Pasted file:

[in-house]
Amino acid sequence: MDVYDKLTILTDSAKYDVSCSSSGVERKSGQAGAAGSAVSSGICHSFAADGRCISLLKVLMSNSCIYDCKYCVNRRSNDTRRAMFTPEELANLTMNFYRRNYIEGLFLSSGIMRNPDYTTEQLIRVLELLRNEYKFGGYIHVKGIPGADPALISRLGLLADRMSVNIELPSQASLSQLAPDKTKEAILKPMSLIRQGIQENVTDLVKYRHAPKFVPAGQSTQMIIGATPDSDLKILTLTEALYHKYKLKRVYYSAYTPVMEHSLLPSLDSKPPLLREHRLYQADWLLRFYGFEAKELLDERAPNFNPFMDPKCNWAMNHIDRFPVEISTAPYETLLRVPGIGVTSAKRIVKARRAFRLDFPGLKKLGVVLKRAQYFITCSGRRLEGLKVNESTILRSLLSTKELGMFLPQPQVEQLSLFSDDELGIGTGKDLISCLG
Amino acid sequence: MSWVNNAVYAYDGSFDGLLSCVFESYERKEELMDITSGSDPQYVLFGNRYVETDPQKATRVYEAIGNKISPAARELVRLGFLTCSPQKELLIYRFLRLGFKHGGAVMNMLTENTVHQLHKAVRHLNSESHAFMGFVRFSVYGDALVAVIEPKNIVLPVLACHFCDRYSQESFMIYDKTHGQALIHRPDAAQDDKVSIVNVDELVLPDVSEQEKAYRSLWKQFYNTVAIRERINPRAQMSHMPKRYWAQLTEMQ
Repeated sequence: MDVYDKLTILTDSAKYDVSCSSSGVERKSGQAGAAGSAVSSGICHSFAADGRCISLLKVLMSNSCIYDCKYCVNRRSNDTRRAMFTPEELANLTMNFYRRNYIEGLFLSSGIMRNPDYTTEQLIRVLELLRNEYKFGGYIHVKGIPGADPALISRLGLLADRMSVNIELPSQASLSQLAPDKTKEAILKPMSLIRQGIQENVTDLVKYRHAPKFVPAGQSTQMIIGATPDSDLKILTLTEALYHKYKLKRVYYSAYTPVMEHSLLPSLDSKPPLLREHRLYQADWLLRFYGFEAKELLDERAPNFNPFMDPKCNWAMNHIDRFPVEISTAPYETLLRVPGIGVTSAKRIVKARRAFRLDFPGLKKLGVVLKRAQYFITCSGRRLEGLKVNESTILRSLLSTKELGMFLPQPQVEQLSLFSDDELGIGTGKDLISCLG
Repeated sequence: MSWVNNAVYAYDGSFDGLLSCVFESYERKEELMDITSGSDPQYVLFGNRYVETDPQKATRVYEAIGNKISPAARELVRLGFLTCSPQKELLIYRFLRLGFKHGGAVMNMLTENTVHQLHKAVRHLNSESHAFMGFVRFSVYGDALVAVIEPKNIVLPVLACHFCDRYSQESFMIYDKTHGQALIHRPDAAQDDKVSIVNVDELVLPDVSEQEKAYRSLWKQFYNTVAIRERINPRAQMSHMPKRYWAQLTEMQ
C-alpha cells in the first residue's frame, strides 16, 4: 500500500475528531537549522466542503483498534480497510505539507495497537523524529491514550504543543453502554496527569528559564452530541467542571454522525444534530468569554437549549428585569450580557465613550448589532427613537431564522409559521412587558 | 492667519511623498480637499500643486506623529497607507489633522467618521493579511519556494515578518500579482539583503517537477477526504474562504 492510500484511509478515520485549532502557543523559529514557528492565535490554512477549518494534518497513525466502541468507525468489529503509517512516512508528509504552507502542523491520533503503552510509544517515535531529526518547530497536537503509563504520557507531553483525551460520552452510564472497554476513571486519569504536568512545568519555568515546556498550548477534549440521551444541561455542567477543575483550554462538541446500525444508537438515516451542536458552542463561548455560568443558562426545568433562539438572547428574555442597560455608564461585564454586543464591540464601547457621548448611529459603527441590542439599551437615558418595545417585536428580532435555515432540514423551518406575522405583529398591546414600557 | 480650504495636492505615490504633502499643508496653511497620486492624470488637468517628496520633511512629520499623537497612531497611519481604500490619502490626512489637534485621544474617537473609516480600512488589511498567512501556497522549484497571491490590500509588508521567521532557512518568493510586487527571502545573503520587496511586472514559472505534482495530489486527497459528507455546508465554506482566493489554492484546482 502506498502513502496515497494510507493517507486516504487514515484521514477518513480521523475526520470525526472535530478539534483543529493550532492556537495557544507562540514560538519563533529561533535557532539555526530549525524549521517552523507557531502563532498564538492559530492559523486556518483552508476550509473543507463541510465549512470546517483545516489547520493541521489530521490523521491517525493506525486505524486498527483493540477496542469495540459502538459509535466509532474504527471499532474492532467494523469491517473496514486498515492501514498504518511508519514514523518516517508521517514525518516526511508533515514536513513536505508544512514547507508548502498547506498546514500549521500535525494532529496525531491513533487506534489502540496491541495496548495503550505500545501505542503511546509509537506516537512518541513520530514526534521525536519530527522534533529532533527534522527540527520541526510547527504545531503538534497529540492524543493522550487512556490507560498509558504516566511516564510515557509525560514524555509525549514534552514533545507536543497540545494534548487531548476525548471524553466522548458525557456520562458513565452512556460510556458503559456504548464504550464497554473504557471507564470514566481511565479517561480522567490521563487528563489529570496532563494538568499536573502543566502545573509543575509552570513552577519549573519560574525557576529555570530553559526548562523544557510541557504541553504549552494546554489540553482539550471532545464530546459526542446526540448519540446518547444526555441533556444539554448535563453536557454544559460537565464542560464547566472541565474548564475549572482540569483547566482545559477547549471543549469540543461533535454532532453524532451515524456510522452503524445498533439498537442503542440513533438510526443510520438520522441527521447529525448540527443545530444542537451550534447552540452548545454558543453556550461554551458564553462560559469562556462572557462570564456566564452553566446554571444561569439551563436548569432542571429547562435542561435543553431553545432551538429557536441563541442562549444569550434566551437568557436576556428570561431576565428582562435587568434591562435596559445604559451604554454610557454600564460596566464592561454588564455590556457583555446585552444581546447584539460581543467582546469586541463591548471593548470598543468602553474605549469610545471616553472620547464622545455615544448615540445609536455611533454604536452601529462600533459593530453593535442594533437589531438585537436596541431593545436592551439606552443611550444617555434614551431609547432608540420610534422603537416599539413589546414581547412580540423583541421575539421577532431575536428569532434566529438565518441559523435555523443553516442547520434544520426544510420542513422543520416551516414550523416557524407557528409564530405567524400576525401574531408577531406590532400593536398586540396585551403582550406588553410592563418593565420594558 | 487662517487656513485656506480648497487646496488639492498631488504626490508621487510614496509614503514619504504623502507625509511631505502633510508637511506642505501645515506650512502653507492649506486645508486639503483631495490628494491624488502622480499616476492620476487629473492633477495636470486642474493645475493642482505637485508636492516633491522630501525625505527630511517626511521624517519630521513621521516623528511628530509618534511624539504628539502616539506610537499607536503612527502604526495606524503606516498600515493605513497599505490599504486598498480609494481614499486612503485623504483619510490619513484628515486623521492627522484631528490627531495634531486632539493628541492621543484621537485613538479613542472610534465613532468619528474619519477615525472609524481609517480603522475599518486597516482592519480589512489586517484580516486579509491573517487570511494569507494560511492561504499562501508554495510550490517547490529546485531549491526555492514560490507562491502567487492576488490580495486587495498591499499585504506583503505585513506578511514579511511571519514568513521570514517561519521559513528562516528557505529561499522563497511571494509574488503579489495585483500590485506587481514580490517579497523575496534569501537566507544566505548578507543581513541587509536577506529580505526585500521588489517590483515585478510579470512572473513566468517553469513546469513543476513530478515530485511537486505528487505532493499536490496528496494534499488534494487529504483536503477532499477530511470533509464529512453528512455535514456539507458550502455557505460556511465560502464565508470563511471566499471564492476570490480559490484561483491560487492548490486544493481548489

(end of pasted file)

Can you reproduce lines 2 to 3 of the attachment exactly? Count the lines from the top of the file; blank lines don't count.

Amino acid sequence: MDVYDKLTILTDSAKYDVSCSSSGVERKSGQAGAAGSAVSSGICHSFAADGRCISLLKVLMSNSCIYDCKYCVNRRSNDTRRAMFTPEELANLTMNFYRRNYIEGLFLSSGIMRNPDYTTEQLIRVLELLRNEYKFGGYIHVKGIPGADPALISRLGLLADRMSVNIELPSQASLSQLAPDKTKEAILKPMSLIRQGIQENVTDLVKYRHAPKFVPAGQSTQMIIGATPDSDLKILTLTEALYHKYKLKRVYYSAYTPVMEHSLLPSLDSKPPLLREHRLYQADWLLRFYGFEAKELLDERAPNFNPFMDPKCNWAMNHIDRFPVEISTAPYETLLRVPGIGVTSAKRIVKARRAFRLDFPGLKKLGVVLKRAQYFITCSGRRLEGLKVNESTILRSLLSTKELGMFLPQPQVEQLSLFSDDELGIGTGKDLISCLG
Amino acid sequence: MSWVNNAVYAYDGSFDGLLSCVFESYERKEELMDITSGSDPQYVLFGNRYVETDPQKATRVYEAIGNKISPAARELVRLGFLTCSPQKELLIYRFLRLGFKHGGAVMNMLTENTVHQLHKAVRHLNSESHAFMGFVRFSVYGDALVAVIEPKNIVLPVLACHFCDRYSQESFMIYDKTHGQALIHRPDAAQDDKVSIVNVDELVLPDVSEQEKAYRSLWKQFYNTVAIRERINPRAQMSHMPKRYWAQLTEMQ